College and the Single Mother
by Susana Rosende, copyright 2000

"The Perfect Guy"

"The Perfect Guy, Mr. Right, Prince Charming,
Knight in Shining Armour: Sorry Ladies...
He's an elusive species."

The perfect guy does not exist, but I would have settled for Mr. Nice Guy.

I was a divorced mother of a two-year-old when I decided to go back to school for my degree.

I had dropped out of college during my marriage, first to support us until he finished HIS degree, and later, during my second pregnancy because I couldn't keep the full schedule including work, school, and a toddler. Our second child died from complications to a birth defect shortly after birth, and my husband moved out.

Two years after the divorce was finalized, I graduated with a B.A. in English/Technical Writing.

Nine years later, when I divorced an abusive second husband, I was able make it with two children, a mortgage, and a car payment, despite the late child support from husband #1.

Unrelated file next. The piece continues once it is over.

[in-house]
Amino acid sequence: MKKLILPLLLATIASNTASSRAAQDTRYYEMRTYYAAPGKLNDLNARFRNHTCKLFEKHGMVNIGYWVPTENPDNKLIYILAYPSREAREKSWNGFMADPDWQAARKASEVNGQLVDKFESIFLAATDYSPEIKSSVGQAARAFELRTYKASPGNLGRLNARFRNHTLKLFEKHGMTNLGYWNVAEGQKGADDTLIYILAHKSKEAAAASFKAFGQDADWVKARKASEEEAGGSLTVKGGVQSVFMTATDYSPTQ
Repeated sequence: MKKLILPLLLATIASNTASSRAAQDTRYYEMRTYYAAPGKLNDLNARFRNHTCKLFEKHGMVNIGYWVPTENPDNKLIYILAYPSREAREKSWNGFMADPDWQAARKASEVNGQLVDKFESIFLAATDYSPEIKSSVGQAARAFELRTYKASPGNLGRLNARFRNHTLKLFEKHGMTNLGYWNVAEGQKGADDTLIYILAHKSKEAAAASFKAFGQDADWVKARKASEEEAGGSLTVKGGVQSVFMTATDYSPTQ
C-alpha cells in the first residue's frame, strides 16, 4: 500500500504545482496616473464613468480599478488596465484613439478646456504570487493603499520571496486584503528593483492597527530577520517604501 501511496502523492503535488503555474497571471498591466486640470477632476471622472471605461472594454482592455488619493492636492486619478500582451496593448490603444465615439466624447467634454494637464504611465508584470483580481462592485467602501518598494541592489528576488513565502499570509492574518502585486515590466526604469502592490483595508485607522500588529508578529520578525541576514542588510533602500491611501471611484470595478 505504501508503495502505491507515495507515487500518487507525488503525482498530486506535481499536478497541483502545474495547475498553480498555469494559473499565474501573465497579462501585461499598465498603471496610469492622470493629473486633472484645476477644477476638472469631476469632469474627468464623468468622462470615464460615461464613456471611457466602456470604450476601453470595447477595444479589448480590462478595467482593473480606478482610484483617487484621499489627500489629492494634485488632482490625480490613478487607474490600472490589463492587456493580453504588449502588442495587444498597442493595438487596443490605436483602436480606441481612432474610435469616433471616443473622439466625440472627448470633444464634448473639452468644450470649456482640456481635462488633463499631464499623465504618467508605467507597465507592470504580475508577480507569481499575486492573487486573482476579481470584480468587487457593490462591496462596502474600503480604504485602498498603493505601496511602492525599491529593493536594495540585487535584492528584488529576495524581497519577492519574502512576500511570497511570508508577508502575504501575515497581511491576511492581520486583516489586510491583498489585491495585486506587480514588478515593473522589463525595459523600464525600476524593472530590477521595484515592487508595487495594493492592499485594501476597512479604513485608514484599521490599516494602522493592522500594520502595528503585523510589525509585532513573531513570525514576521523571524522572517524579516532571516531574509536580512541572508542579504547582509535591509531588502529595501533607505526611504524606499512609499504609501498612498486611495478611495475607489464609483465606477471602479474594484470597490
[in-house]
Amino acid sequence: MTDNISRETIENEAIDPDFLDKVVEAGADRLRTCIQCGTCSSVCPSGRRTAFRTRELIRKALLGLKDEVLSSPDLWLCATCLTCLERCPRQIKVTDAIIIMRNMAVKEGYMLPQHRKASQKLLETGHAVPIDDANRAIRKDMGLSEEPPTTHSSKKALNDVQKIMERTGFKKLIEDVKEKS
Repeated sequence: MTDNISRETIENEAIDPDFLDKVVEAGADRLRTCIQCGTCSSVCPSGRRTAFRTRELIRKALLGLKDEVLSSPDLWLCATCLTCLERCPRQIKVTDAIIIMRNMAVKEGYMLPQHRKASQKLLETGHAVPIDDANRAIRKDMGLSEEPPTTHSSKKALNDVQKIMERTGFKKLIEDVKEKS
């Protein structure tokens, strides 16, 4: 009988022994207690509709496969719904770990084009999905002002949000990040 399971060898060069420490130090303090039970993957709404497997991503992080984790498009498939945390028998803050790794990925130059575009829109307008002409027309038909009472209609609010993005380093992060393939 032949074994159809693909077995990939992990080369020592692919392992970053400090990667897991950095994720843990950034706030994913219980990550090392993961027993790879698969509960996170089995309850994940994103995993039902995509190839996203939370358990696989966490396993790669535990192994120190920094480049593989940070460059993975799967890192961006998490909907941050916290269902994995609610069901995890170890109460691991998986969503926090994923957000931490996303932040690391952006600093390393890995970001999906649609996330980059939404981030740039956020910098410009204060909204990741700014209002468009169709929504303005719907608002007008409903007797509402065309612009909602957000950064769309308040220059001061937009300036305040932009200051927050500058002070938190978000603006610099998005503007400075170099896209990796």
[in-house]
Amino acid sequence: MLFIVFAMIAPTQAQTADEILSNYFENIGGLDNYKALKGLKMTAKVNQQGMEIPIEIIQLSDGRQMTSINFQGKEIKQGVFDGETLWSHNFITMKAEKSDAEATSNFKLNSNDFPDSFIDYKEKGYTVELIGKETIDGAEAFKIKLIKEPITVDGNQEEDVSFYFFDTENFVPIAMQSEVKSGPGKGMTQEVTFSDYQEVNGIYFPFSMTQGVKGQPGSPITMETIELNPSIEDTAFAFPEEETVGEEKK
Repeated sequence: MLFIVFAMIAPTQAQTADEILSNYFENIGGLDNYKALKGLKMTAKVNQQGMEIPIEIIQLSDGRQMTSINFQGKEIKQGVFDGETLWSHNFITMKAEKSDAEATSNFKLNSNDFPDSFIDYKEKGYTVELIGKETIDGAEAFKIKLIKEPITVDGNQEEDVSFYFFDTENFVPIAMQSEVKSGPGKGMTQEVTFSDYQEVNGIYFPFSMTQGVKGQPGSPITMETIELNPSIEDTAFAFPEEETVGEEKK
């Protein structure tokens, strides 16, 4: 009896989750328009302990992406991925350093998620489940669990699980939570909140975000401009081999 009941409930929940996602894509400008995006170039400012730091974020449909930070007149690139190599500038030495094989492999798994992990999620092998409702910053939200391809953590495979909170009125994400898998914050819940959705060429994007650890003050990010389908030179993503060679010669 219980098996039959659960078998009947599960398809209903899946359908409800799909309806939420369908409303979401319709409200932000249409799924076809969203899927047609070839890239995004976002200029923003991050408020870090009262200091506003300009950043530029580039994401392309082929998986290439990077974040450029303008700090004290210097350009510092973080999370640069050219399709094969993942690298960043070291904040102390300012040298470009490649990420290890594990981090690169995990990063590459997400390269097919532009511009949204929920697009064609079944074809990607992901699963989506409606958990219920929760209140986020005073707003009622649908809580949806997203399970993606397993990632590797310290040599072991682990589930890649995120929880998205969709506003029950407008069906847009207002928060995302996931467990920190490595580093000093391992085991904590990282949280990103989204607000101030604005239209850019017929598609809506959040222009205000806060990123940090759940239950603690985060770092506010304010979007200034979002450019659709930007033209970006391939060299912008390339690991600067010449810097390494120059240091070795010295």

(Husband #2's wages are garnished.) I only wish I made enough to support my children in our nice home WITHOUT their money.

I caution all young women not to marry until they earn a degree, have a career, and are financially independent.

He may be a prince, but then again, he may not. Be prepared in case Mr. Right turns into Mr. Wrong.

Inspirational Single Moms:

DIVORCE, CAREER, and the Single Parent:

"In Transition" by Susana Maria Rosende, copyright 1989

From a distance, you observe her running around campus with her blue denim jacket and glossy red back pack, or bouncing around T-shirt and spandex- clad in aerobics class, and you think to yourself: "Ah, the typical college student." More likely than not, you will barely notice her as she blends in with the rest of the fresh-faced and eager student body.

Upon closer scrutiny, you notice that something is amiss. You detect the slight stoop to her shoulders and the lines on her face. You take note of the belly bulge and hips that only motherhood can create. No more bikinis for this woman, you realize as you recognize the signs of age and maturity. This is not a girl! This is a woman pushing thirty! She is not breathlessly running around campus! She is flushed and out of breath as she tries to keep up!

So, you re-group and discard your first impression as you change your original observation to:
"Ah! She is a typical University of Central Florida (UCF) student."